In the last of our series of this year’s CASA Latin American Theatre Festival reviews, Anna Warhurst saw Autoreverse, a longing search for family memory via cassette tape.
Actor and theatre-maker Florencia Cordeau’s exploration of her family’s past through the story of Malena is fascinating in content, but feels frustrated and undynamic as a performance. Whilst Cordeau’s biographical portrayal of her family’s separation (Cordeau moved with her parents from Argentina to Chile at the beginning of the Videla dictatorship in 1976) is emotive and powerful in its simplicity, Autoreverse lacked the physicality needed to seduce the audience into the lives of those represented.
In the starkly bare backdrop of Malena’s living room on her fortieth birthday, Malena, played by Cordeau, brings her family into being through a series of tapes sent by her grandparents during Argentina’s Dirty War, when an estimated 30,000 civilians were disappeared by national security forces and right wing paramilitaries. As Malena listens attentively to the voices, songs and household activities or her forebearers, we are propelled back in time into a dialogue between the two families, constrained by distance and time.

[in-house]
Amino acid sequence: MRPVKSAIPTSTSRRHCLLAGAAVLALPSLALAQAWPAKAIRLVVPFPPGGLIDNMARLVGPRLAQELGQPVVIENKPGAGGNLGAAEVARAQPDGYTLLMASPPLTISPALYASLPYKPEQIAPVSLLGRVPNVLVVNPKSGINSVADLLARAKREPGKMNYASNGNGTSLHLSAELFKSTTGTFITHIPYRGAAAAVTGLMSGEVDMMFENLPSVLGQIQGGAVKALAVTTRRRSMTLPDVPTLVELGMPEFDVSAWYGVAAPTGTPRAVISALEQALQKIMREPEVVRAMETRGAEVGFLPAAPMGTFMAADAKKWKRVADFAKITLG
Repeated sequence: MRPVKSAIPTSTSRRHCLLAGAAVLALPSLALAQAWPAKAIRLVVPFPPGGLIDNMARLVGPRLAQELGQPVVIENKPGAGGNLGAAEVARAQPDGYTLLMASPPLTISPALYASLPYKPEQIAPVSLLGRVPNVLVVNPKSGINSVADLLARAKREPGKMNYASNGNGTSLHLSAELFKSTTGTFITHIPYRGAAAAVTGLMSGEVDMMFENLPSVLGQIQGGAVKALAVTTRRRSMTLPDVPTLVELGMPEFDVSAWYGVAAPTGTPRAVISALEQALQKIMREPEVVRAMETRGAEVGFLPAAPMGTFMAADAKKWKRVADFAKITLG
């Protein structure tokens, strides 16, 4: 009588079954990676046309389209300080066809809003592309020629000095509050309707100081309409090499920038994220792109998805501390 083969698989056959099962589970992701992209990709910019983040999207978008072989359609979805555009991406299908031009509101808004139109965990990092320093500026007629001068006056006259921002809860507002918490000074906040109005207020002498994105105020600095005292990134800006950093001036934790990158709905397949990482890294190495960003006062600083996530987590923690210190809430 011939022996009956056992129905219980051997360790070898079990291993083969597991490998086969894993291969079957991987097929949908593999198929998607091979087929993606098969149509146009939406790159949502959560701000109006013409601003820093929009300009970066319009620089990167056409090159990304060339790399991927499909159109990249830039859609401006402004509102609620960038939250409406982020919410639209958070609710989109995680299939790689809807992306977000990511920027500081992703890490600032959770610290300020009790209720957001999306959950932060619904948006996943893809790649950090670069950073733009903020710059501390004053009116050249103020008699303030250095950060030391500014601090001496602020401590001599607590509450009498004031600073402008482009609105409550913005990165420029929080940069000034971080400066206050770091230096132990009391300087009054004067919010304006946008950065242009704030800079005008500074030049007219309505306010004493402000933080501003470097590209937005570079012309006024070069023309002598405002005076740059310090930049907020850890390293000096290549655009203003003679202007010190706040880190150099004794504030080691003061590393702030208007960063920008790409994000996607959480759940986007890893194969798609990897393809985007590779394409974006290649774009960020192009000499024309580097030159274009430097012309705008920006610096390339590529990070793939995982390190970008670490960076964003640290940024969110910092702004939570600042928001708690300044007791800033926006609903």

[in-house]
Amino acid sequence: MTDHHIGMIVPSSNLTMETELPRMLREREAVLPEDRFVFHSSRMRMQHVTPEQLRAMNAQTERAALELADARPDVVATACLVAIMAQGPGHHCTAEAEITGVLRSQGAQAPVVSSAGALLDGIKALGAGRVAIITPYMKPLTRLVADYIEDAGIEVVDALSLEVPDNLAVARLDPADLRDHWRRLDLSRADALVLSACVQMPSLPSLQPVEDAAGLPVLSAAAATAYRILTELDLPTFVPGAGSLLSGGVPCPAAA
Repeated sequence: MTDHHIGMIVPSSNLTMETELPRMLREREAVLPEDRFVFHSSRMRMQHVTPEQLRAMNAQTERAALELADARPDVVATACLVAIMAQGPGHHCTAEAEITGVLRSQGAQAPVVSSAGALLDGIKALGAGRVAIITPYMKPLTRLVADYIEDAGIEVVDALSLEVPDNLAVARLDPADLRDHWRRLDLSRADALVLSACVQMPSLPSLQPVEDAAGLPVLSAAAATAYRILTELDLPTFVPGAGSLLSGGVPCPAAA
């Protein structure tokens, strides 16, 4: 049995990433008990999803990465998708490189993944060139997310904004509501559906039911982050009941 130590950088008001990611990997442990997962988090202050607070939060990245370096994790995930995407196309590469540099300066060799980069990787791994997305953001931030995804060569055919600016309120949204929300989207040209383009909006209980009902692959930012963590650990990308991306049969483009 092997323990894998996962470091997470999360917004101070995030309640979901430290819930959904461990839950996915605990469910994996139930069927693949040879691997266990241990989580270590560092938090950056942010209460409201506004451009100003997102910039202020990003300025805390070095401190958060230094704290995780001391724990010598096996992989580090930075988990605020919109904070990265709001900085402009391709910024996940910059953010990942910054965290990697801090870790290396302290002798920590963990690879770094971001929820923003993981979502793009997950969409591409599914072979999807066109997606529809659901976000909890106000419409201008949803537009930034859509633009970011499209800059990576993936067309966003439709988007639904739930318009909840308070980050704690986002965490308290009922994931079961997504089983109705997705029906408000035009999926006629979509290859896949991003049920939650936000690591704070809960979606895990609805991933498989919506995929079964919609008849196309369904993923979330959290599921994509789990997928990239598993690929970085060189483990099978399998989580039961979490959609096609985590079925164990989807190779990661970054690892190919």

This is a difficult feat to pull off, and Cordeau’s attempt to carry this alone is impressive. Cordeau positions Malena as an observer of the past, as well as a present day detective, frantically and audibly searching the tapes for lost pieces of collectively lost memories. Yet Cordeau’s personal attachments are perceptible in the lack of dynamism offered to the audience. Given the complexity of the familial relations and the limited cues, miniature dolls are used to represent different characters to assist the audiences understanding, but they seem to act solely as a means of clarity rather than adding depth to the performance itself.
In the final scene, Malena lists a set of universal truths on memory and family identity in a rare monologue to the audience. Cordeau does effectively convey that, although it is difficult to understand families outside of our own, the search for lost familial memories is common to us all. Inviting the audience to reflect on the composition of their own memories in this climactic moment, however, ultimately feels jarring. It disrupts the intimate and persistent focus on Malena’s family story sustained throughout the entire play, and thus gives the impression that it was added as an afterthought.
For me, Autoreverse seemed an inevitably unresolved and closeted expression of grief, a cathartic release for Cordeau. This is a sentiment many families, especially those separated by exile and immigration, will relate to, even if the play itself failed to captivate.
Photo credit Ezeiza